Some of these machines like the Kawasaki Ninja 1000SX Performance Tourer and the Suzuki GSX-S1000 GT look like a sport bike, while others inherit more features and design elements from the touring line.

Some of the best sport touring motorcycles are as follows:

  • Kawasaki Ninja 1000 SX
  • Kawasaki Concours 14
  • Yamaha FJR1300
  • BMW F900XR
  • BMW R 1250 RS
  • Ducati Supersport 950
  • KTM 1290 Super Duke GT
  • Ducati Multistrada V4 S
  • Suzuki GSX-S1000 GT
  • Kawasaki Versys 650 Grand Tourer
  • MV Agusta Turismo Veloce Lusso 800
  • Yamaha Tracer 7 GT
  • Triumph Sprint ST

Adventure Tourers

Adventure tourers are the result of a marriage between adventure and sport motorcycle classes. Compared to conventional touring bikes, adventure tourers have a narrower body, higher ground clearance, and lighter weight.

They often feature skid plates, knobby tires, navigation systems, and other useful features.

Therefore, adventure tourers have great off-road capabilities but they also do a good job on long-range tours.

So, it’s no surprise that adventure tourers are commonly used in Dakar and other gruelling rally events.

Some of the most well-known adventure tourer bikes are as follows:

  • BMW R1200GS
  • KTM 990 Adventure
  • KTM 1290 Super Adventure R
  • Yamaha XT1200Z Super Tenere
  • Triumph Tiger 800 XCx
  • Suzuki V-Strom 1000


Although full-size tourers and baggers are often classed together, the latter represents a unique class. Baggers are basically big-inch V-twin cruiser motorcycles equipped with side bags, fairings, and windshields.

They come in a more classic style with fewer fairings than purpose-built touring bikes, but they offer almost the same level of safety and comfort.

Many Harley riders claim that the term “bagger” is reserved exclusively for touring Harley-Davidsons. Others argue that any V-twin touring motorcycle is considered a bagger, regardless of the brand.

If we accept the latter definition, then all of the bikes below can be considered baggers:

  • Kawasaki Vulcan 1700 Voyager
  • Indian Pursuit
  • Indian Roadmaster
  • Moto Guzzi California 1400 Touring
  • Suzuki Boulevard C50T
  • Yamaha V Star 1300 Tourer
  • Yamaha Star Venture
  • Harley-Davidson Road King
  • Harley-Davidson Electra Glide Standard

Touring Motorcycle Specs

What CC are Touring Motorcycles?

The displacement of touring motorcycles varies between 500cc and 2000cc, but most models are powered by 1000-1800cc engines. The most common engine configurations in the touring class are the inline 4/6, V2, V4, and flat (boxer) layout.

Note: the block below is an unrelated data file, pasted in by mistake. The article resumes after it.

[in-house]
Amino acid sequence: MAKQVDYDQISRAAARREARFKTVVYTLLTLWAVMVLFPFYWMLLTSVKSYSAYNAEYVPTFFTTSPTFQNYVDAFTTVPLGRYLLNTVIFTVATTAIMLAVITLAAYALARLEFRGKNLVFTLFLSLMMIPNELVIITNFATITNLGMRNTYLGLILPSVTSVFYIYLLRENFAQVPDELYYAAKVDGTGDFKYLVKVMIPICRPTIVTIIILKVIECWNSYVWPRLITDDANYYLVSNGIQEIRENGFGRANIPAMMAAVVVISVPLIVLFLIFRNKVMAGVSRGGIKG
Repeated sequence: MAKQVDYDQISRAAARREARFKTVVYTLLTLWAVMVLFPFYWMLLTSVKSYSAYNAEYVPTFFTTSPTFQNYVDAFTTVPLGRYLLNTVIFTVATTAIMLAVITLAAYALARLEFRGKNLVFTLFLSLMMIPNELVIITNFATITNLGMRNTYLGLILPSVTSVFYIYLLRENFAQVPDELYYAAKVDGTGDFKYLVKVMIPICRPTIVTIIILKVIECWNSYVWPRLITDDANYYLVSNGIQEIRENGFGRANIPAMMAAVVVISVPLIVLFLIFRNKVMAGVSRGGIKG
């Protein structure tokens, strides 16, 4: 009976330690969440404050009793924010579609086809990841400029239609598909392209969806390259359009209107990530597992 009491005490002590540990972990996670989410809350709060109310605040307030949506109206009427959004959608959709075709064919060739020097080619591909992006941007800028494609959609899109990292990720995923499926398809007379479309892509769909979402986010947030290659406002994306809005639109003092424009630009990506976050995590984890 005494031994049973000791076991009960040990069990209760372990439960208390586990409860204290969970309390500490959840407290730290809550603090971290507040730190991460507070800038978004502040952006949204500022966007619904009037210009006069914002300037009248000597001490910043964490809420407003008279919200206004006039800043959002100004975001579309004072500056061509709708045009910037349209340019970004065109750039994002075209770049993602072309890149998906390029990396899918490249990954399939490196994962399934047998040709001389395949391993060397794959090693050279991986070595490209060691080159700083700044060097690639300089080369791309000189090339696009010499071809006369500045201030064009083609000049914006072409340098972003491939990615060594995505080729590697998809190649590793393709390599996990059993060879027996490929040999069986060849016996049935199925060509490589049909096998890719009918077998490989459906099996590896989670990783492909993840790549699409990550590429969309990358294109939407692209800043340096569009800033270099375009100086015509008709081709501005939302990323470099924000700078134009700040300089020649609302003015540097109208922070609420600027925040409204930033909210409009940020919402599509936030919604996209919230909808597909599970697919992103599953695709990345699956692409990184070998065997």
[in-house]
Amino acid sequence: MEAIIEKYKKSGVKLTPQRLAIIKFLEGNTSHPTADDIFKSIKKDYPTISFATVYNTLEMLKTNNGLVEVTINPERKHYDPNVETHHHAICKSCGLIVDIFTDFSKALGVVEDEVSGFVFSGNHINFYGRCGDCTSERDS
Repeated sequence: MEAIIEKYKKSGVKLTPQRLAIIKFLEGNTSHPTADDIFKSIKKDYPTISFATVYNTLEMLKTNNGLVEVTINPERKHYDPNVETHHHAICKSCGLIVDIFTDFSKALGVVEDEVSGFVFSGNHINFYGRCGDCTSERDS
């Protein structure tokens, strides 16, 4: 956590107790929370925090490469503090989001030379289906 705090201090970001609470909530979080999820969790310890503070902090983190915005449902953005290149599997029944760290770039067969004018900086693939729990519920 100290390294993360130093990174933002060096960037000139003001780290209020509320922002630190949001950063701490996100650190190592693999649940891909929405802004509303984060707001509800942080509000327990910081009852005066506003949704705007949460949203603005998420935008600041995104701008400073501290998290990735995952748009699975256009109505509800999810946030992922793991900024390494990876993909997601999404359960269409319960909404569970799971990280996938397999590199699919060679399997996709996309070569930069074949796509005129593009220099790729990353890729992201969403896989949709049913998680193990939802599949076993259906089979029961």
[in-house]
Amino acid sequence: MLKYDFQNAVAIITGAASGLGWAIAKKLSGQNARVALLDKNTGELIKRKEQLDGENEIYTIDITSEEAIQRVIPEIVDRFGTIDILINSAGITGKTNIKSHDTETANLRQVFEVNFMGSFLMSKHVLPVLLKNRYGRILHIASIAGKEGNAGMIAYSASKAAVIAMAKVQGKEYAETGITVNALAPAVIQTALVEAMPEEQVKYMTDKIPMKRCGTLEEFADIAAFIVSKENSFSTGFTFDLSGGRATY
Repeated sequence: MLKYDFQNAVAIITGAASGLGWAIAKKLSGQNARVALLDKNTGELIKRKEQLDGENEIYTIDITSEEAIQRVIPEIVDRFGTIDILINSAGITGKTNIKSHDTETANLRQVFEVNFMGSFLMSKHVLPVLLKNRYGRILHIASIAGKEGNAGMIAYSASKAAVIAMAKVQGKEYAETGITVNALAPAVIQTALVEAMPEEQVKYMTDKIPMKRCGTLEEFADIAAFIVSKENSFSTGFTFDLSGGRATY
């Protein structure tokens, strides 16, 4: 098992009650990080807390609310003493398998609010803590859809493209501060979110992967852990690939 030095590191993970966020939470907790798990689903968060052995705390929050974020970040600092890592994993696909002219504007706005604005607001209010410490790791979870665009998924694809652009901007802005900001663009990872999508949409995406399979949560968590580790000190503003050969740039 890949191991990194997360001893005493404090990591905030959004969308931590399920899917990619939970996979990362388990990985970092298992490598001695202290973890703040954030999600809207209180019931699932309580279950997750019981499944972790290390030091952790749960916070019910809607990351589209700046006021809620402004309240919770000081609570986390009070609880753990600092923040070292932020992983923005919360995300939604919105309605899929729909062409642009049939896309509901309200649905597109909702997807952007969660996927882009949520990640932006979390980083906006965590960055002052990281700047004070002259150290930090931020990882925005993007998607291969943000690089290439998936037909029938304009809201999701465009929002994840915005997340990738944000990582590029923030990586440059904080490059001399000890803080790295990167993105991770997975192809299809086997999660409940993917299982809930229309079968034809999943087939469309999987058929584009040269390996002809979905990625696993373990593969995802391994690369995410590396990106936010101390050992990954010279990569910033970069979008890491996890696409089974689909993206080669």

• Honda CB500X: 471ccPHPHP
  • Kawasaki Versys 650 Grand Tourer: 649cc
  • MV Agusta Turismo Veloce Lusso 800: 798cc
  • Yamaha Tracer 7 GT: 689cc
  • BMW R 1250 RT: 1254cc
  • Yamaha FJR1300: 1298cc
  • Kawasaki Concours 14: 1352cc
  • BMW K 1600 Grand America: 1649cc
  • Kawasaki Vulcan 1700 Voyager: 1700cc
  • Harley-Davidson Road King 1753cc
  • Honda Gold Wing Tour: 1833cc
  • Yamaha Star Venture: 1854cc
  • Indian Roadmaster: 1890cc

How Much HP Does a Touring Motorcycle Have?

The engine power of touring motorcycles varies between 45 and 200 HP depending on the engine’s features.

You can expect the performance of V-twin baggers and entry-level touring bikes to be in the ballpark of 45-110 HP. In contrast, large-displacement tourers with inline 4/6, flat, and V4 engines crank out about 120-160 HP.

Only one model stands out from the crowd, the supercharged Kawasaki Ninja H2 SX SE with a claimed performance of 200 HP.


  • Honda CB500X: 47 HP PHPHP
  • Kawasaki Versys 650 Grand Tourer: 66 HP
  • MV Agusta Turismo Veloce Lusso 800: 110 HP
  • Yamaha Tracer 7 GT: 72 HP
  • BMW R 1250 RT: 136 HP
  • Yamaha FJR1300: 142 HP
  • Kawasaki Concours 14: 158 HP
  • BMW K 1600 Grand America: 160 HP
  • Kawasaki Vulcan 1700 Voyager: 73 HP
  • Harley-Davidson Road King: 93 HP
  • Honda Gold Wing Tour: 126 HP
  • Indian Roadmaster: 92 HP
  • Kawasaki Ninja H2® SX SE: 200 HP

Which Touring Motorcycle is the Most Powerful?

The most powerful touring motorcycle right now is the Kawasaki NINJA H2 SX SE. This bike is powered by a supercharged, liquid-cooled, 998cc in-line 4-cylinder engine that cranks out no less than 200 HP.

At present, this is the only supercharged touring motorcycle available off-the-shelf.

How Fast Do Touring Motorcycles Go?

You can expect the top speed of a touring motorcycle to be in the ballpark of 100-210 mph.

The slowest models are the V-twin baggers, which top out at 100-150 mph, while import full-dress tourers can reach a top speed of 140-160 mph.